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UAE backs off proposed BlackBerry ban

A couple from the United Arab Emirates visit the BlackBerry stand Friday in a wireless store in Dubai. The UAE backed off of its threat to eliminate key BlackBerry services, brought about by concerns on security in e-mail, Web services and messaging.
A couple from the United Arab Emirates visit the BlackBerry stand Friday in a wireless store in Dubai. The UAE backed off of its threat to eliminate key BlackBerry services, brought about by concerns on security in e-mail, Web services and messaging. (Farhad Berahman)

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Saturday, October 9, 2010

The United Arab Emirates on Friday ended its threat to cut key BlackBerry services days before a planned ban that could have harmed the country's business-friendly reputation.

The Emirates telecommunications regulator confirmed that a deal had been reached with BlackBerry maker Research in Motion that brought the devices into compliance with local laws.

The move ended more than two months of brinksmanship with Canada-based RIM. The ban on e-mail, messaging and Web services - which the government threatened to impose over security concerns - was due to take effect Monday.

Although a number of countries, including India and Saudi Arabia, have threatened BlackBerry crackdowns in recent months, the UAE's proposed ban drew attention because of the country's tough negotiating stance and its role as a highly wired, tech-savvy trade and transportation hub.

RIM declined to comment specifically on the UAE's decision. "RIM cannot discuss the details of confidential regulatory matters that occur in specific countries, but RIM confirms that it continues to approach lawful access matters internationally within the framework of core principles" it has spelled out in the past, the company said.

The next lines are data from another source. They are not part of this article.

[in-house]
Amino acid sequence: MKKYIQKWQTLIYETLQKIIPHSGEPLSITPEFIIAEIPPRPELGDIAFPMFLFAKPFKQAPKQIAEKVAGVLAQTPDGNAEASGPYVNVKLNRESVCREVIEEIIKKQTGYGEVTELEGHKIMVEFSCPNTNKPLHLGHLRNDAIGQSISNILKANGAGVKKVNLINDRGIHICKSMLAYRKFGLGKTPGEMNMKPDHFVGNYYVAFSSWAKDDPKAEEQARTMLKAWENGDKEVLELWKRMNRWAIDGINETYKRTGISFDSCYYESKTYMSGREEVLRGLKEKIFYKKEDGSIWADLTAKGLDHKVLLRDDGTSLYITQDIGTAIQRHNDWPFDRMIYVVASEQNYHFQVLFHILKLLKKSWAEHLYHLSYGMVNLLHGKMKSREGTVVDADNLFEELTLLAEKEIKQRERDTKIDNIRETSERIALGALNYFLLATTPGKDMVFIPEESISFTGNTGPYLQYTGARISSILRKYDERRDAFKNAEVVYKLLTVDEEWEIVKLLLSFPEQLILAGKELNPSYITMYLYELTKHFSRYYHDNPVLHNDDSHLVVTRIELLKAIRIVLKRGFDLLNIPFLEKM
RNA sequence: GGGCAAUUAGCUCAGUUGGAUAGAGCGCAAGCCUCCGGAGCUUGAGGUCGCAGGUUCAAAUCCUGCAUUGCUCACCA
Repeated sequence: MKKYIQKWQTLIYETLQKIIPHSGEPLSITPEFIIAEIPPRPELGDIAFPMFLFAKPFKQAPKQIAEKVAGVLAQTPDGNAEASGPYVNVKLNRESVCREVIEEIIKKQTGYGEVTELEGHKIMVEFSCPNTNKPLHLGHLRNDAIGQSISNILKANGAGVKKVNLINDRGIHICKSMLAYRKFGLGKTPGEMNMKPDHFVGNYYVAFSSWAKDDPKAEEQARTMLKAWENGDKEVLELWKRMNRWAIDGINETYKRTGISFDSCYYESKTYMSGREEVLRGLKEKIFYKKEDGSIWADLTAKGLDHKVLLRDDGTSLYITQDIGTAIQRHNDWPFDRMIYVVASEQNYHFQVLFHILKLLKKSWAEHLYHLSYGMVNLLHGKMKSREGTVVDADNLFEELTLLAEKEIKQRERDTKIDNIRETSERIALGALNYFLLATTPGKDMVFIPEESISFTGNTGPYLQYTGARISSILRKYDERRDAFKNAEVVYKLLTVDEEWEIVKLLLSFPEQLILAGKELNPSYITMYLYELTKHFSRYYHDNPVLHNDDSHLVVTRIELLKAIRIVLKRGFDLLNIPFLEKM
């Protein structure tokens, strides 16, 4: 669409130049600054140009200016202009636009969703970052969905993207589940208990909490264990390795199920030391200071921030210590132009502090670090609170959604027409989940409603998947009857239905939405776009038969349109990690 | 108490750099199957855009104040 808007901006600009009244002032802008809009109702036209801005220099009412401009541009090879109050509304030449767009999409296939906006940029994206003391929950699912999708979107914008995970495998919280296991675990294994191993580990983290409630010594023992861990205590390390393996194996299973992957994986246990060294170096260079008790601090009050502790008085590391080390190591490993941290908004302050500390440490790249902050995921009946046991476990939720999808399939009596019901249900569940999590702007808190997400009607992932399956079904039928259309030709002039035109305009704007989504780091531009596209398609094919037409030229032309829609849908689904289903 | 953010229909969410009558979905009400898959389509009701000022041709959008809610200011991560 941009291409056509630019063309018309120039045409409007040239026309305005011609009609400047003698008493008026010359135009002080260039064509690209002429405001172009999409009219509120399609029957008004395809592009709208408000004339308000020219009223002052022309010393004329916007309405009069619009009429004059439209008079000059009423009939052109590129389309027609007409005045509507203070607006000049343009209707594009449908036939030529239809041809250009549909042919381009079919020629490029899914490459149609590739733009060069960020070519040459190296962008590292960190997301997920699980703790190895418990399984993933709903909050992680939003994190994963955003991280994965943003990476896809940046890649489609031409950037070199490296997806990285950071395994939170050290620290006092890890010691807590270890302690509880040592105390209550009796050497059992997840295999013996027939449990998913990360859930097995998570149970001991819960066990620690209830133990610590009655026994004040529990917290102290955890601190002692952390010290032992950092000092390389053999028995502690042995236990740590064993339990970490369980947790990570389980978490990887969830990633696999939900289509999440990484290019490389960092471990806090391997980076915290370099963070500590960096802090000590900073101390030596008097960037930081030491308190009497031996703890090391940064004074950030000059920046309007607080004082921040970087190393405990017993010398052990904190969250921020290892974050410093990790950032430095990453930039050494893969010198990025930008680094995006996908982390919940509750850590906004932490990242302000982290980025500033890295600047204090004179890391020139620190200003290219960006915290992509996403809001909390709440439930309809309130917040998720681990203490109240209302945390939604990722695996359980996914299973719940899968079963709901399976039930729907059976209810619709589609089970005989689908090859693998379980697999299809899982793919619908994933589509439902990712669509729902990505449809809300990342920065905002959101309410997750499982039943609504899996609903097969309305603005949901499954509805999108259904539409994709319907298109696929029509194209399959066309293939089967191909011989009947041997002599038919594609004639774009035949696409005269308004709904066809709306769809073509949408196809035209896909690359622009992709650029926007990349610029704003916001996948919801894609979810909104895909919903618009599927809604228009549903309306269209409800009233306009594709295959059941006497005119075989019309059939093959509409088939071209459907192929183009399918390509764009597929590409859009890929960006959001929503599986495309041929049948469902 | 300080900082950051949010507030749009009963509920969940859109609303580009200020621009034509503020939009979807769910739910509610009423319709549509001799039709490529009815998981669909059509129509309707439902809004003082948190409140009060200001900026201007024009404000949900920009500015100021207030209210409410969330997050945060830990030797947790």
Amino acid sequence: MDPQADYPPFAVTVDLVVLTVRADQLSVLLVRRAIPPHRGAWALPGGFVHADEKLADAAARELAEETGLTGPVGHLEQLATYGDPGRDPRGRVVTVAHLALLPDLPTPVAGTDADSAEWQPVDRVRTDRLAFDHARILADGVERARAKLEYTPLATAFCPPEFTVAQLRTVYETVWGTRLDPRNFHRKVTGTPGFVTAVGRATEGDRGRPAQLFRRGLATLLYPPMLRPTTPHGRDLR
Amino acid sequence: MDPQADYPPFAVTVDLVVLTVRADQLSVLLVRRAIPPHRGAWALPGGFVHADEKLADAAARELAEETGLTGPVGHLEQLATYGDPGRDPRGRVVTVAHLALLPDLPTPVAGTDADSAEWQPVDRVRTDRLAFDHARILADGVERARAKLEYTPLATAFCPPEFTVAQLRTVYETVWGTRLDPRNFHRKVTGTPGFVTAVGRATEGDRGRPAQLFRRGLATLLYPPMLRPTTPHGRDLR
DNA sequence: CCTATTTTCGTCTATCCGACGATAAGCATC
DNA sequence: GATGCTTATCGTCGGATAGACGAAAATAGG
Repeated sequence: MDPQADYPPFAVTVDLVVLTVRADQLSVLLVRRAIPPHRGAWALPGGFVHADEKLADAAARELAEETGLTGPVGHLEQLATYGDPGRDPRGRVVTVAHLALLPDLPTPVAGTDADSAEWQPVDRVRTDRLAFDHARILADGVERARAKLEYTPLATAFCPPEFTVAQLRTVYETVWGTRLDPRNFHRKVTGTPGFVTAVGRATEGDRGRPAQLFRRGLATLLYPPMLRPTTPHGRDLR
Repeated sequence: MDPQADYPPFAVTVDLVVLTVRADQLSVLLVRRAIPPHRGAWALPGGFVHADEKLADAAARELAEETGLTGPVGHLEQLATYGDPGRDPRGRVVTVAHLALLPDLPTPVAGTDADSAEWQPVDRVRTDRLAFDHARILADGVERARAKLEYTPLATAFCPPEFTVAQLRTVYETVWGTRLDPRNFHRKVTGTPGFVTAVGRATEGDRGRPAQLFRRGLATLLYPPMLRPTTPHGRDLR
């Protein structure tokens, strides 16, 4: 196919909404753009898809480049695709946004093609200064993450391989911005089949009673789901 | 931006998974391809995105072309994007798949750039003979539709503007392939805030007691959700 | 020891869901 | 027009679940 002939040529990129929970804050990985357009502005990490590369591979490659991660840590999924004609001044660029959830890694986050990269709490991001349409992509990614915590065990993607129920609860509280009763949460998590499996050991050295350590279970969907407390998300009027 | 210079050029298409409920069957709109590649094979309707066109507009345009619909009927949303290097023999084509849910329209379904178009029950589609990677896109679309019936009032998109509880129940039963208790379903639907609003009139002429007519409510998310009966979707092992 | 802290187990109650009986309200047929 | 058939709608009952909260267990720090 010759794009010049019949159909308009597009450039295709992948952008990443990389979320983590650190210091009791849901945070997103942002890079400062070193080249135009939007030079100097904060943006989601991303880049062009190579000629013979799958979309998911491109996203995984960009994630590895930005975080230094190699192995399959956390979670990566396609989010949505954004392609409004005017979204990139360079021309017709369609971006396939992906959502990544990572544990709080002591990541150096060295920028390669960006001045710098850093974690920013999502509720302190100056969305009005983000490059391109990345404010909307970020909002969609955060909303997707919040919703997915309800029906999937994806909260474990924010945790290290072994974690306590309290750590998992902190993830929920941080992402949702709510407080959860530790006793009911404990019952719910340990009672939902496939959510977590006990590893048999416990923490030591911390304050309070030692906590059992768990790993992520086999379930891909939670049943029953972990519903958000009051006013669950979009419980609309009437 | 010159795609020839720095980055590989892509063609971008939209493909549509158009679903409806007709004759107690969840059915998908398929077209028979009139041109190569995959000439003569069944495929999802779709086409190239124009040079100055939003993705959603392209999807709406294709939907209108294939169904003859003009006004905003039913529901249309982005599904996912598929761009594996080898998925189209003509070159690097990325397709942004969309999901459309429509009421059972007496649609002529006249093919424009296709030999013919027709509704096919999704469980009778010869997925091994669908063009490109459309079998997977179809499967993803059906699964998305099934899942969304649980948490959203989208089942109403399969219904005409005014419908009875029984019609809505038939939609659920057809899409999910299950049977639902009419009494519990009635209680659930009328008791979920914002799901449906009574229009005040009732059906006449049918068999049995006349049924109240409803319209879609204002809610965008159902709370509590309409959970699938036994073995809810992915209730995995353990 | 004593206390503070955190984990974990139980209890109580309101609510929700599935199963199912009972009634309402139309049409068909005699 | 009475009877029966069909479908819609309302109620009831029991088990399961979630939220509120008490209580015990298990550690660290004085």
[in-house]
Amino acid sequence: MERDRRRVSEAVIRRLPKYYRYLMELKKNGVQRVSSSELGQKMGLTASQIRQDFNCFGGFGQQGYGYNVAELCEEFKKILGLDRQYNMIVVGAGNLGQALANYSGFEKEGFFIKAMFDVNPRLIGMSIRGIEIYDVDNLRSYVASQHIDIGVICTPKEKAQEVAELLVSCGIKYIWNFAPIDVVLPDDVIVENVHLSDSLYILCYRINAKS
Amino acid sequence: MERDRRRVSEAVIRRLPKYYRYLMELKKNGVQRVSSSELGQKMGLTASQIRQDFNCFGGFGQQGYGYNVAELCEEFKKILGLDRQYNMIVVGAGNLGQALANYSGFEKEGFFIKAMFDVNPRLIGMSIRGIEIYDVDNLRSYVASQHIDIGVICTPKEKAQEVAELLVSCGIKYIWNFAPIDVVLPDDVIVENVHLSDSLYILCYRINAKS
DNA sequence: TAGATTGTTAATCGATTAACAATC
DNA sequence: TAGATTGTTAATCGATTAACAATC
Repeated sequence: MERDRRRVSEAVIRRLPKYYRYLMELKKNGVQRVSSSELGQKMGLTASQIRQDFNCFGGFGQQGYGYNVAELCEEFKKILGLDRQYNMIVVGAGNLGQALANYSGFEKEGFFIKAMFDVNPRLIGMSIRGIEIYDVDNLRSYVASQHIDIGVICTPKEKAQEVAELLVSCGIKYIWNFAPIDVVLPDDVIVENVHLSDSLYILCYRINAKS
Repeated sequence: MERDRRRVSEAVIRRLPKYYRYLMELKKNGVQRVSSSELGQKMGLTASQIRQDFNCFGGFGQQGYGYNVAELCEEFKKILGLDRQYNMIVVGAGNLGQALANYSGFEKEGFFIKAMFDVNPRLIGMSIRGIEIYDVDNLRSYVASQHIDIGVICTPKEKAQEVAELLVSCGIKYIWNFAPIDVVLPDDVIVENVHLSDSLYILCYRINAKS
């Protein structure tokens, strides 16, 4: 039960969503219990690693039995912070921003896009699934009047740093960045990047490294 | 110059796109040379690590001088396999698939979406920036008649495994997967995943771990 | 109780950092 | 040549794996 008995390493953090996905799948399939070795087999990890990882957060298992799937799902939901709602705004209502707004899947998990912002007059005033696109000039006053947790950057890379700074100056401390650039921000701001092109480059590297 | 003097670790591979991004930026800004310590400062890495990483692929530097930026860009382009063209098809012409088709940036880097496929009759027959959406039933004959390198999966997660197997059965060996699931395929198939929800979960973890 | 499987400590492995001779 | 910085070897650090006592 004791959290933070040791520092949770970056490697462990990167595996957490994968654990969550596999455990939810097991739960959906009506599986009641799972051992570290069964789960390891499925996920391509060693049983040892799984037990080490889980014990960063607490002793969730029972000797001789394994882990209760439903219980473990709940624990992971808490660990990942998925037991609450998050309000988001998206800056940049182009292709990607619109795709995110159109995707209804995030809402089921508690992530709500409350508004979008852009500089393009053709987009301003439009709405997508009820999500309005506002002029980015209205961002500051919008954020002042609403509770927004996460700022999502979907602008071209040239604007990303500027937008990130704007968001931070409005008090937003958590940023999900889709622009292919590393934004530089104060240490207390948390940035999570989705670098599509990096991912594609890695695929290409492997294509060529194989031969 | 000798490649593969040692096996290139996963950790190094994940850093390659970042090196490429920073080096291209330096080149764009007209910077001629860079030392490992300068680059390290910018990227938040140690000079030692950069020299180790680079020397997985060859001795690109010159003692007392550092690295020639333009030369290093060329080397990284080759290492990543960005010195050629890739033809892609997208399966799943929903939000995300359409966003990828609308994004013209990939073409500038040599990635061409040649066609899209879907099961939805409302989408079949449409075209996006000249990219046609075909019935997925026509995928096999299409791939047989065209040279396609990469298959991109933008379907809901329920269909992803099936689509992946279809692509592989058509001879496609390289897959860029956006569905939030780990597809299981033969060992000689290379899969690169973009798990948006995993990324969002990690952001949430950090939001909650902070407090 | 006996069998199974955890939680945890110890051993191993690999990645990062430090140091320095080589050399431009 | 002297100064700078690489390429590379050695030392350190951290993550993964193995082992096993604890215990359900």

- Associated Press

AGRICULTURE

U.S. forecast sends grain prices soaring

Grain prices jumped Friday after a government report showed that this year's corn harvest might be smaller than expected.

The U.S. Department of Agriculture report built on worries that grain and bean supplies will be tight this year, as farmers struggle to meet demand from the biofuels and livestock industries. The corn harvest will be 4 percent smaller than expected, while the soybean harvest will be 2 percent smaller.

The USDA often revises its harvest estimates in October, but Friday's report carried extra impact because it builds on longer-term worries that a corn-supply pinch is in the offing, said Darin Newsom, senior analyst with Telvent DTN.

With overseas grain supplies down because of drought and other factors, the U.S. harvest is increasingly stretched by demand from ethanol factories and livestock producers, Newsom said.

Corn prices rose 30 cents to settle at $5.2825 a bushel. Soybeans for November delivery rose 70 cents to $11.35 a bushel. Wheat for December delivery rose 60 cents to settle at $7.1925 a bushel.

- Associated Press

Also in Business

l E.U. outlines bonus rules for bankers: Bankers might get a quarter of their bonuses in immediate monetary payouts under rules proposed by European Union regulators that would allow as much as half of overall awards to be paid in cash rather than shares.

At least half of each segment of the bonus must be deferred for three years or longer, the Committee of European Banking Supervisors said Friday. The E.U. is implementing several measures to rein in the risk-taking blamed for causing the financial crisis

- Bloomberg News


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